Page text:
Which Ferodo Brake Pad Compound is Right for Me?


Not a day goes by when we aren’t asked for a Ferodo pad recommendation. Choosing the correct compound to meet your needs depends solely on your priorities. How will you use your car, and what are you trying to get out of your pads? In this article we’ll compare how three of Ferodo’s most popular pad compounds stack up against each other across a range of characteristics. While there are other Ferodo compounds available, we have found that the DS2500, DS1.11, and DS3.12 will satisfy the vast majority of driver needs and wants. In other words, one of these three compounds will serve you well, regardless of how you’ll be using your car.

As you read through these comparisons, you should start to get an idea of which one might be the best fit based on your needs and how you plan to use your car. Please keep in mind however, that choosing brake pads is all about tradeoffs. There is no one perfect pad for all situations and usage environments. To make the correct choice, you’ll need to determine which characteristics are most important to you and purchase accordingly. For each quality or characteristic below, the three compounds are ranked in order from best to worst on that characteristic. Since feel is subjective, that category is not ranked in any particular order.

The descriptions below are based on internal and external dynamometer testing, track-testing, and real-world feedback from the many thousands of customers we’ve helped driving a diverse array of racecars, sports cars, and sedans. Our clients range from novice HPDE drivers to lifelong, elite-level professional racers.

Please keep in mind that Ferodo classifies all three of these compounds as race compounds, not road compounds.

Fade Resistance and Max Operating Temperature

DS3.12- DS3.12 has the greatest max operating temp and fade resistance of any pad in the Ferodo lineup. On our dyno we took this compound through repeated series of stops over 1600°F with no fade, and we’re unaware of anyone ever fading this compound in real-world use.

DS1.11- DS1.11 also has an outstanding max temp and fade resistance, just not quite as high as 3.12. We’re not aware of anyone who has faded them, and most people differentiate between the DS1.11 and DS3.12 based on feel.

DS2500- Despite its excellent manners, the DS2500 has superior fade resistance vs. any street or sport pad on the market. They are extremely popular for someone who wants to use their car as a multi-purpose vehicle. If you have a heavy, powerful car and want to run race tires on the track, you may find the upper reach of their temperature range. That said, we’ve had cars like the C7 Z06 run the DS2500 in our AP Racing brake kit on street tires at VIR without fade. Many of our AP Racing by Essex Brake Kit customers can get away with running the DS2500 on the track with street tires because our systems run considerably cooler than an OEM brake package.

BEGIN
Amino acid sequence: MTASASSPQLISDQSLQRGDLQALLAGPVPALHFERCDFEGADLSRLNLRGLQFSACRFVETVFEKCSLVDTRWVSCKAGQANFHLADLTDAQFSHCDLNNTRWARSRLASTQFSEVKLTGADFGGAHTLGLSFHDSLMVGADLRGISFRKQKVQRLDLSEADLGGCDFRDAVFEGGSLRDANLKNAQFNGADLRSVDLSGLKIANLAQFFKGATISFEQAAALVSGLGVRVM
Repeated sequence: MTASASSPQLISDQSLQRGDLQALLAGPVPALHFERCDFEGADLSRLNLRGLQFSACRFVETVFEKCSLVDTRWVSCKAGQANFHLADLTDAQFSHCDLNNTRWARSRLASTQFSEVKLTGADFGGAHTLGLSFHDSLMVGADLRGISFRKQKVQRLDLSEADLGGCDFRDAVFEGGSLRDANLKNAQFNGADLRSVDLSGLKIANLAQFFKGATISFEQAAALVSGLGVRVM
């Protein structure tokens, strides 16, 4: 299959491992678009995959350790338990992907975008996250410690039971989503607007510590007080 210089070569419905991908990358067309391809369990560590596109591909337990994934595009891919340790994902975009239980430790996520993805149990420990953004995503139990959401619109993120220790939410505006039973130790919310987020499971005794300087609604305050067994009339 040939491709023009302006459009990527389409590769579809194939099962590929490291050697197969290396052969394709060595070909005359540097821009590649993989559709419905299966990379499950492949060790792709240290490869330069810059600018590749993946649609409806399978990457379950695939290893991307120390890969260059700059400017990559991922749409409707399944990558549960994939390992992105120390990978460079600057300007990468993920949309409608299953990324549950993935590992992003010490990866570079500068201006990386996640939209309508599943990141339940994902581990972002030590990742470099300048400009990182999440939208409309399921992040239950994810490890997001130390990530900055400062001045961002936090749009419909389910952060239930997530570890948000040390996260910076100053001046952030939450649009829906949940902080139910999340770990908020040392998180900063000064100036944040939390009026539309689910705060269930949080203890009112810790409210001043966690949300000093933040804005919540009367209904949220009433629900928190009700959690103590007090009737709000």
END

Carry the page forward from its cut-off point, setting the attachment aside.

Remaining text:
Durability / Wear Rate (miles per pad swap):

DS3.12- The DS3.12 is an endurance racing pad and is the longest-lasting pad in the Ferodo DS lineup, as proven on both our brake dynamometer, track testing, and client race reports. It’s tough to pinpoint the actual number, but all data suggests something along the lines of 15% longer pad wear than the Ferodo DS1.11. This compound has now had several winning seasons in GT endurance racing around the world. The higher mu of the 3.12 will wear discs a little faster than the DS1.11, but overall, they are still easy on discs vs. other race pad brands when run at track temps.

DS1.11- DS1.11 is also an endurance racing compound. It will last a fairly long time vs. many other pad compounds on the market but does not last quite as long as the DS3.12. They are very gentle on discs at track temperatures when a proper pad transfer layer is maintained.

DS2500- The DS2500 will not last as long as the DS3.12 or DS1.11 when consistently tracked at high temperatures on heavier, more powerful cars, particularly when run on race tires.

Feel, Feedback, Stability, and Torque Curve (not ranked in any order)

DS3.12- DS3.12 has a considerably higher mu (coefficient of friction) than the other pads in the Ferodo lineup. That means they will feel ‘grabbier’ when the brakes are applied, particularly at track temperatures. Some people find them borderline too grabby on street tires, and ABS will intervene with less leg force than it will with the other Ferodo compounds. Those switching from other Ferodo compounds to the DS3.12 typically need a few sessions to relearn how to apply their brakes. You don’t need to stand on the brake pedal to get a response, and they respond extremely well to proper squeezing or brushing of the brakes to settle the car. The DS3.12 torque curve is table-top flat, which means they respond the same way to pedal inputs at all temperatures. The top drivers love them for this incredible consistency, as they always feel the same throughout an entire lap or race. On the Essex dyno, the DS3.12 showed the flattest, most consistent torque curve of any pad compound from any brand ever tested.